4) "Under STV, candidates that come first can end up losing". This was another effective message from No2AV. Of course it all depends on what your definition of "coming first" is. No2AV was relying on the number of votes after one round of counting which is what we are all used to under FPTP. Because under STV there would be multiple seats up for grabs it would be a little different. But I can certainly imagine them trying to argue that STV is "unfair" because a candidate that is way behind when first preferences are taken into account could still eventually end up getting a seat. I expect because the move would be to multi-member constituencies that the change is quite wide reaching and therefore a direct comparison with FPTP is harder. But I am certain No2STV will find a way, and probably quite an effective way of portraying this as unfair. It would be tempting for Yes2STV to try and rebut this claim with technical details but I think instead the "fairness" mantle has to be seized immediately by Yes regarding the proportionality argument. Once people understand that the proportion of MPs elected will be much closer to the number of votes cast, any claim about fairness regarding second, third and so on preferences would hopefully have much less potency.

5) "It will lead to weak and unstable government.". The Yes2AV campaign expended quite a lot of energy trying to claim that coalitions and hung parliaments were no more likely under AV than FPTP. This was a very defensive approach and they may well have been better off trying to argue in favour of coalitions in principle rather than the rather muddled messages that ended up coming across. At least a Yes2STV campaign would have little choice but to argue from the off in favour of coalitions as STV is certainly much more likely than FPTP to produce them. Indeed that is precisely why most campaigners for reform want it!

This is obviously just a very first pass by someone who is admittedly biased but followed the campaign from both sides with great interest. I was disappointed by both AV campaigns as I have blogged about in detail previously. But I still think it is worth thinking ahead whilst the wounds the Yes campaign are licking are still very fresh! I expect others will have their own ideas and I have almost certainly missed some important lessons here. One that springs to mind instantly is the "multiple votes" argument. But I am very tired of rebutting that particular one and let's face it, we have a lot of time to learn all of the lessons!

In conclusion, in some ways STV will be easier to argue for than AV. It has some advantages over FPTP (from a reformer's perspective) that are probably easier to sell than AV. Its proportionality is whatever your view certainly a clear change, rather than the rather mixed change in this respect that AV would have given. However the counting process is harder to explain than AV and that is the area in which I expect No2STV would try to make the most capital (I plan to come back to this point in a future post where I will discuss some other potential broader consequences for the electoral reform movement from the AV No vote). I think another thing that is clear from the AV failure is that more time would be needed to ensure the new system could be explained and understood much better than AV was by 5th May 2011.

Oh, and one more very important lesson. Please, please, please let's not have the referendum on the same day as any other elections!

FOOTNOTE: I have made the assumption for the purposes of this post that an STV campaign would follow roughly the same blueprint as the AV one did, i.e. a single question referendum with only two choice with a No and Yes campaign batting for each side. I actually think there are much better and more sophisticated deliberative processes that could and arguably should be used for something as important as changing our electoral system but that argument is for another day.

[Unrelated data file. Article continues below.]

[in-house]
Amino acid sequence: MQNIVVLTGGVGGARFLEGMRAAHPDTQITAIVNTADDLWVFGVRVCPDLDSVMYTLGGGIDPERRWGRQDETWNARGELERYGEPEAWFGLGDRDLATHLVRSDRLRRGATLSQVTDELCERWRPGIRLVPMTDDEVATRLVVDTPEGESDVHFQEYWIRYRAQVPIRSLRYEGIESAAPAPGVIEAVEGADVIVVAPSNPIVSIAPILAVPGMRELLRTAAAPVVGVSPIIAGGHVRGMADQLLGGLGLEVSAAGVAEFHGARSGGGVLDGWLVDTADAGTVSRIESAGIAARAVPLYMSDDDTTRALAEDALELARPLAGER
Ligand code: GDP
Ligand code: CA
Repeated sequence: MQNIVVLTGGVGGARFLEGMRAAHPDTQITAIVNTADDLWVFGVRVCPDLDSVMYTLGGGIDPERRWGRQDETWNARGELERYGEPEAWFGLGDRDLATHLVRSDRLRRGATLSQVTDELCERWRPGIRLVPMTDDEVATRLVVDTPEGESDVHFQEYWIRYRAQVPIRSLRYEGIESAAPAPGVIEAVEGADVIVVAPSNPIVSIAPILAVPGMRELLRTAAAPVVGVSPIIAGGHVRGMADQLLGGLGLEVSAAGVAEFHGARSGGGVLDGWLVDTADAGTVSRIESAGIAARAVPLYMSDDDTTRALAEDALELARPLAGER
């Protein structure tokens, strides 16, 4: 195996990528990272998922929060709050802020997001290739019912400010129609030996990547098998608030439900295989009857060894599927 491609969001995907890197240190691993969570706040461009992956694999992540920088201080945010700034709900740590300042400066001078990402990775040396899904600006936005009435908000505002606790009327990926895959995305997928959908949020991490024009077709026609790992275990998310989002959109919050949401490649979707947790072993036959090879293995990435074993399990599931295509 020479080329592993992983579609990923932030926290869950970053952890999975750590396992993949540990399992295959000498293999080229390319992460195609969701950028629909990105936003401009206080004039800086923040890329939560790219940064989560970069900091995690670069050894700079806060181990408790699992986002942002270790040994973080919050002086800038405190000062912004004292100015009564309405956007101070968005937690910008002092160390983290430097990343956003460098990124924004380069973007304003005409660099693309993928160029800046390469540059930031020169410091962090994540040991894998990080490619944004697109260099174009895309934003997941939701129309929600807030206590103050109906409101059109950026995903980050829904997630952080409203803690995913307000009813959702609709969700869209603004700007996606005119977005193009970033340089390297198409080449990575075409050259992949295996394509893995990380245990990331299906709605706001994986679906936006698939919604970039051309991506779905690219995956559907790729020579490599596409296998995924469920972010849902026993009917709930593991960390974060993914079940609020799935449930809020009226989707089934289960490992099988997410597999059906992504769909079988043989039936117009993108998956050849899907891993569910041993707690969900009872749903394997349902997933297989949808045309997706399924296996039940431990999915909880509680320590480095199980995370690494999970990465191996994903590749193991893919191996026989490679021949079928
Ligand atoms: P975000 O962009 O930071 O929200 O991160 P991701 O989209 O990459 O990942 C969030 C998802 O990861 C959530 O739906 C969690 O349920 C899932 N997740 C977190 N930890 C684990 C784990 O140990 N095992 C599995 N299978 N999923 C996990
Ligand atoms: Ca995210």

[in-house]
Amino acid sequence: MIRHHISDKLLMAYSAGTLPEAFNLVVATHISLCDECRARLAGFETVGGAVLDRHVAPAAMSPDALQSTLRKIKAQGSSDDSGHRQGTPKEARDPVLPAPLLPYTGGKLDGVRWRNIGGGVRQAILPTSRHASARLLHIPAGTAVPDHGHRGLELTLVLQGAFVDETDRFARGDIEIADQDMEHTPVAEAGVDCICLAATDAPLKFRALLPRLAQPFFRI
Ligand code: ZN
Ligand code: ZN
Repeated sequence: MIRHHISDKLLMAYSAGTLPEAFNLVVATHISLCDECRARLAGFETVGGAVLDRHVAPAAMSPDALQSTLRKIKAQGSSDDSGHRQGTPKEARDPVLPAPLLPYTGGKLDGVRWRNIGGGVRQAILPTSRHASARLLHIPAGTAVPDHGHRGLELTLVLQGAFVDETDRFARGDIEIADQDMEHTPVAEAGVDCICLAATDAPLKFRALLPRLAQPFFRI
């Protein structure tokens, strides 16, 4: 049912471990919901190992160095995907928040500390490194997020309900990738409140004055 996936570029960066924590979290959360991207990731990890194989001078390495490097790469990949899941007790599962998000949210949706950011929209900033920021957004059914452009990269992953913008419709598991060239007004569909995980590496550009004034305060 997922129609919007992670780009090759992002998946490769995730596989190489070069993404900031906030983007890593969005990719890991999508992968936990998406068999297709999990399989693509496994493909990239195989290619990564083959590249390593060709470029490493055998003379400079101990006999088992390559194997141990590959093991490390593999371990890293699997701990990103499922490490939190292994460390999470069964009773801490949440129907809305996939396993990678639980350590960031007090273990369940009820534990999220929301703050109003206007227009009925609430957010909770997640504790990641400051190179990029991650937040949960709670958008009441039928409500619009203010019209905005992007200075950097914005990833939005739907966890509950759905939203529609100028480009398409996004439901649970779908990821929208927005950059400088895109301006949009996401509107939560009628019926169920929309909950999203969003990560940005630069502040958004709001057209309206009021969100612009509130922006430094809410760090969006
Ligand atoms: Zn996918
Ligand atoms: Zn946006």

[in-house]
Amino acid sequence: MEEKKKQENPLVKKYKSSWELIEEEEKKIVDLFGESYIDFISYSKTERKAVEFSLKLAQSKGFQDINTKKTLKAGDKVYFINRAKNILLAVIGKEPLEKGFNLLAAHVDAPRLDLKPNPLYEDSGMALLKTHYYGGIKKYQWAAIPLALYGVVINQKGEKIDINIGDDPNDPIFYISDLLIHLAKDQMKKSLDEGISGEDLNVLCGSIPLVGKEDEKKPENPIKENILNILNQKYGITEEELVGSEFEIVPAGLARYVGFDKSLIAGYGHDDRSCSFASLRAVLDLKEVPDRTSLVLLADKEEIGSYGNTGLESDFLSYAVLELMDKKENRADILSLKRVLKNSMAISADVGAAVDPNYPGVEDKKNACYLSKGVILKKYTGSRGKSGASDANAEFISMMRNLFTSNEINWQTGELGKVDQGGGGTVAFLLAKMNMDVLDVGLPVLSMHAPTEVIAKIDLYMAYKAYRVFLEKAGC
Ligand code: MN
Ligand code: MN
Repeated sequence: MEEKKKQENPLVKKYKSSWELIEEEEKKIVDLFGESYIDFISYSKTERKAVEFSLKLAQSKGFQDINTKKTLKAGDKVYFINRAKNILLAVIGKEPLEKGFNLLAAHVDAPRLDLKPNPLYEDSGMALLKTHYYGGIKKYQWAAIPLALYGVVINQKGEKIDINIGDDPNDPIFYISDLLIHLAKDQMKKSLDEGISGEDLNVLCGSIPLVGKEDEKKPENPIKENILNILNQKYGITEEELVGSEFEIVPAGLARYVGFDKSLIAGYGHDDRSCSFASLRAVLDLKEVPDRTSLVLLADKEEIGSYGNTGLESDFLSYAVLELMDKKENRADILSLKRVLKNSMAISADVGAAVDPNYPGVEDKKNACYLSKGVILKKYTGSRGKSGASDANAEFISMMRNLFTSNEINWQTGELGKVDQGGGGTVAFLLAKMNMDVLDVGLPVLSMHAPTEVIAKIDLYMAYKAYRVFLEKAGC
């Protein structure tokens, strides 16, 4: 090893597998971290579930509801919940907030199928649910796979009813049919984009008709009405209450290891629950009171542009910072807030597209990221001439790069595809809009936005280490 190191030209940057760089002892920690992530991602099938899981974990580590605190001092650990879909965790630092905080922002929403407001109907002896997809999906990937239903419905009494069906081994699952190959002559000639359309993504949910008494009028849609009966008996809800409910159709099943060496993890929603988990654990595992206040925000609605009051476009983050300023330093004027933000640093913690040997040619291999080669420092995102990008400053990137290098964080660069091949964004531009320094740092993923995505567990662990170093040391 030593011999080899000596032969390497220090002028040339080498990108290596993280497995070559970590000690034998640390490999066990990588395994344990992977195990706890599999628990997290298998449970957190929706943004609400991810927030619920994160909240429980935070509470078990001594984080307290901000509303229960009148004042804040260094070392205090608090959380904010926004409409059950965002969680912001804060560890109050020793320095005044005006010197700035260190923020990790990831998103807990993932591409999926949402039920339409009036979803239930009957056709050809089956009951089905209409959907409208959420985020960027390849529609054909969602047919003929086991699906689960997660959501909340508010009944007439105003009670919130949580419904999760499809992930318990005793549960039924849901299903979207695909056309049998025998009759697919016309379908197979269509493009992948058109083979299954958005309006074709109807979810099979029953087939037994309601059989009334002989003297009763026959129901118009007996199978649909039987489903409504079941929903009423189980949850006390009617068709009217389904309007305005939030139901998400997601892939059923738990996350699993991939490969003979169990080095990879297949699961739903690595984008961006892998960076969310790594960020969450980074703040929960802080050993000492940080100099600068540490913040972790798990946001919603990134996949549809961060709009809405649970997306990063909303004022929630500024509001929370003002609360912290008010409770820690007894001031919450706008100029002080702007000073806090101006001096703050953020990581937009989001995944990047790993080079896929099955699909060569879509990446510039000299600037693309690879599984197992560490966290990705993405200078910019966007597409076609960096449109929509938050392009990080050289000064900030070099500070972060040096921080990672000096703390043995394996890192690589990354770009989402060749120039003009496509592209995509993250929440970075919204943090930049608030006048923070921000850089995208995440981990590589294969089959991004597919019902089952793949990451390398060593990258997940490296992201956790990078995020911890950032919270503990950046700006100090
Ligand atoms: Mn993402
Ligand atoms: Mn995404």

This post was first published on Dale & Co.

1 comment:

Stephen Johnson said...

I largely agree with you that there are important lessons to be learned for electoral reformers and supporters of STV from the AV campaign

If we were to have a referendum about the introduction of STV, it is possible that some issues that you have not mentioned that were not relevant in the AV campaign might be prominent.

1 Multimember constituencies
MMCs break the link between the electorate and the MP, and there is a raft of arguments related to this. The experience of European elections won’t make it easier.

The question of size of MMCs and the resulting boundary drawing exercise will emphasise the complexity.

2 STV (in practice) favours three parties rather than two. Lib Dems will be in a position of arguing for a system that particularly benefits them, although this would be mitigated by the argument that it is a fairer system.

However I think the ‘It is too complicated’ argument would dominate. This is not an argument that can be easily dismissed because a) voting is complicated, and b) counting is complicated to the point of being opaque. To qualify as democratic and fair, the system has to be comprehensible to those who vote. It is not just the question of how to vote.

Using your analysis as a yardstick to judge electoral systems to replace FPTP, Direct Party and Representative Voting (DPR Voting) has some merit.

‘It’s too expensive’
DPR Voting would be cheap to introduce, being very similar to the existing system, and would save money on constituency boundary redrawing exercises.

‘It’s too complicated’
DPR Voting is very similar to FPTP for voting and counting.

‘It will help the BNP’
It depends …

‘.. candidates that come first can end up losing’
There’s no basis for this argument.

‘It will lead to weak and unstable government.’
This is an argument that any PR system will face.

The introduction of DPR Voting would involve only the smallest change to our current electoral system. It would preserve the relationship between MPs and their constituents on the basis of a method of constituency election which is familiar. DPR Voting would achieve greater equality for the voter, greater voter choice, and a significant increase in proportionality at minimum cost and disruption. It could be simply and powerfully presented to the electorate as a fairer electoral system for Westminster.